We’re not responsible for our emotions, are we? It turns out, perhaps we are.
Some events--and the emotions that go with them--are beyond our control: unexpected loss, good news beyond all expectation, hurt inflicted from a loved-one. Yet in the everyday-ness of living, I believe that our emotions are largely the result of our habitual thoughts. If we could discern the map of our heart and mind, I suspect we would discover the well-worn pathways of our thinking and feeling. Expressed another way, we train ourselves to think and feel in certain predictable ways.
(This is where I should cite studies from the Journal of Psychiatric Studies or some such authoritative-sounding publication, but no: I’m just going to share what I’ve observed about myself and others during my few decades of living.)
I believe the reason we find repeated exhortations in the scripture to think and feels certain ways is because God has given us the capacity to rule our thoughts and emotions. Consider his very telling exchange between God and Cain, just before Cain chose to murder his brother:
“Why are you angry? Why is your face downcast? If you do what is right, will you not be accepted? But if you do not do what is right, sin is crouching at your door; it desires to have you, but you must rule over it.” (Genesis 4: 6-7)
Genesis, the book of origins, tells us the story of our first encounter with anger, jealously, and feelings of rejection. Contained in this story is revelation about our own psyche: we are responsible for our emotions, and each of us has been given the capacity to choose a healthy emotional response. In this story are the seeds of hope for a fallen world: God comes to us in our anger or hurt, and encourages us to choose wisely. He believes in us more than we believe in ourselves.
Is there any better meditation for the week of Thanksgiving? Is is possible that we can redirect the pathways of our heart? If we give ourselves time and space in this holiday, I believe we will hear the voice of our Father encouraging us, “choose thanksgiving--it’s the best thing for you.”

Friday, November 19, 2010

Everyone's Entitled to My Opinion: About Thanksgiving Movies

Is there any subject Hollywood hasn’t covered? Genres multiply faster than starlets coming to L.A. Except in one area: Thanksgiving. So this Saturday morning, as a service to the readers of Students of Jesus, I offer a handful of Thanksgiving-themed movies.
Planes, Trains, and Automobiles: John Hughes’ 1987 tale of two misfits trying to get home for Thanksgiving still fits like a pair of bedroom slippers. Steve Martin plays Neil Page, an uptight businessman thrown by outrageous fortune into the care of the eternally traveling salesman, Dell Griffith, played by John Candy. The two men bond in ways both manly and true. Beyond the comedy is a yearning  for home, and the final scene of the film not only welcomes both of them to the banqueting table, but us as well.
Pieces of April: A wayward daughter invites her dying mother and the rest of her estranged family to her apartment for Thanksgiving dinner. In 2003 Katie Holmes, (before she became the subject of Scientological speculation) plays April, who discovers that family means more than she imagined. Patricia Clarkson, the best-kept secret in movies, plays the dying mother. The final sequence presents a view of family that shows all of us at our best. And for one day--Thanksgiving--they all get the relationships right.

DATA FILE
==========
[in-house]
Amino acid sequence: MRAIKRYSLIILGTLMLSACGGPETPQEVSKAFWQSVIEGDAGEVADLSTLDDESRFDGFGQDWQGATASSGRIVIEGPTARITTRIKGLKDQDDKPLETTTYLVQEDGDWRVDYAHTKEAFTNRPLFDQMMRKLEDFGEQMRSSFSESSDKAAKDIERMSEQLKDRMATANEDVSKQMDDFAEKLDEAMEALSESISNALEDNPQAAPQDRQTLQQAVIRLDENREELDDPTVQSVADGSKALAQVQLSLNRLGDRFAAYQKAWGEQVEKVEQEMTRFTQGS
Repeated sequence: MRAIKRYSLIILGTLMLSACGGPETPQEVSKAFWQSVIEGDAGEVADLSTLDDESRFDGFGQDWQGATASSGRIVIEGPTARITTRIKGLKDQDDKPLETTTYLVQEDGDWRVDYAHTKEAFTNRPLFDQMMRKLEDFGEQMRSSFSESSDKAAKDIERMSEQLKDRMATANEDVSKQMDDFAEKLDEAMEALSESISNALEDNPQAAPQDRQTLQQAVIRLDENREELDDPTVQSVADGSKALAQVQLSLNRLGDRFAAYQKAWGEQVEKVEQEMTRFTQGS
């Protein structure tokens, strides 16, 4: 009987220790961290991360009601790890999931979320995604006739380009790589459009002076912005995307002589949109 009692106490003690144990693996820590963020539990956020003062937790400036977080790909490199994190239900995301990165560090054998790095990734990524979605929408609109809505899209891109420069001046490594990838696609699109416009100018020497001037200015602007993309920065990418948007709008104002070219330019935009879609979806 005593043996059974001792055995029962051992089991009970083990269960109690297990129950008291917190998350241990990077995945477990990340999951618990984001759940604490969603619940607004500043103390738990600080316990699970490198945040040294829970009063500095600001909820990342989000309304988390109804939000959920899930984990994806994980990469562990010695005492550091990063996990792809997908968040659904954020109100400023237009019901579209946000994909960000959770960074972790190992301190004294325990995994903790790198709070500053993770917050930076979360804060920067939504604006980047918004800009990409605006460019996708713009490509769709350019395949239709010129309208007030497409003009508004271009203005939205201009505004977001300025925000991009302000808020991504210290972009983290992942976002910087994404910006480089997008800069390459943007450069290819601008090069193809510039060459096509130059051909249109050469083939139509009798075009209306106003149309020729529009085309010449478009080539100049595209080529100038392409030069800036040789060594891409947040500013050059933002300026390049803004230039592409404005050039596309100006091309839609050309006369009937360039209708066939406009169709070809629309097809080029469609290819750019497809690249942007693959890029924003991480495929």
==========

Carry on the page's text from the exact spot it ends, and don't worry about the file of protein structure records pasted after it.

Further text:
Home for the Holidays: Jodie Foster has only directed three movies in her career, and she chose this tale of a dysfunctional family’s annual gathering at Thanksgiving. Holly Hunter loses her job, makes out with her ex-boss, and heads home to face the music, wonderfully supplied by Anne Bancroft, Robert Downey, Jr. and Charles Durning. This film, by the way, has one of the most interesting opening-credit sequences I’ve ever seen. It will also make you genuinely grateful for your family, because next to this crew of misfits, nearly any family looks great.

Come Christmas time I’ll suggest a list of Christmas feel-good films--like Die Hard--but until then everyone’s entitled to my opinion about Thanksgiving movies, and these three are the best of a very small bunch.

Thursday, November 18, 2010

Thanksgiving and the Will of God

Thanksgiving posts always seem to sound like such a scolding: we ought to give thanks. 
Think about all the things you have and all other people who have nothing
There, now: give thanks.
Don’t concentrate on what is missing, be grateful for what you have.
There, now: give thanks.
Ungrateful people are losers.
There, now: give thanks.
The problem is, guilt is a terrible motivation for giving thanks. When I read Bible passages instructing me to give thanks, it can sound the same way:
Rejoice always, pray continually, give thanks in all circumstances; for this is God’s will for you in Christ Jesus. (1 Thessalonians 5: 16 - 18)
On my grumpy days I feel like talking back to the scripture, “Don’t tell me to be happy! Do you think I could put it on from the outside?” (Here’s a happy-coat, why don’t you put it on?) And yet, giving thanks is the will of God. So if it’s the will of God shouldn’t I simply try harder, be obedient, and say thank you?
For example, frequently we teach children to say please and thank you as a matter of courtesy--as a way of teaching them how to get along in society. It’s the price they must pay to get their milk and cookies. We’re more concerned with the outward performance of good manners than we are with true gratitude. 
As we approach Thanksgiving in the United States this year, I’m beginning to discover there’s a difference between giving thanks and having a thankful heart. I’m also beginning to discover that the Father cares more about thankfulness that flows from the inside out than obedience we wear like a cheap suit.
Paul’s words in Thessalonians have something to teach us about the will of God: does the Father want outward compliance or a heart capable of expressing his will and doing it naturally?  Of course, it’s always better to obey than not to obey, but I think he’s after more than mere obedience--he knows thankfulness is the best thing for us. He knows that when our hearts respond with prayers of joy and gratitude to the situations of life, we are responding out of Christlessness and not simply parroting the company line.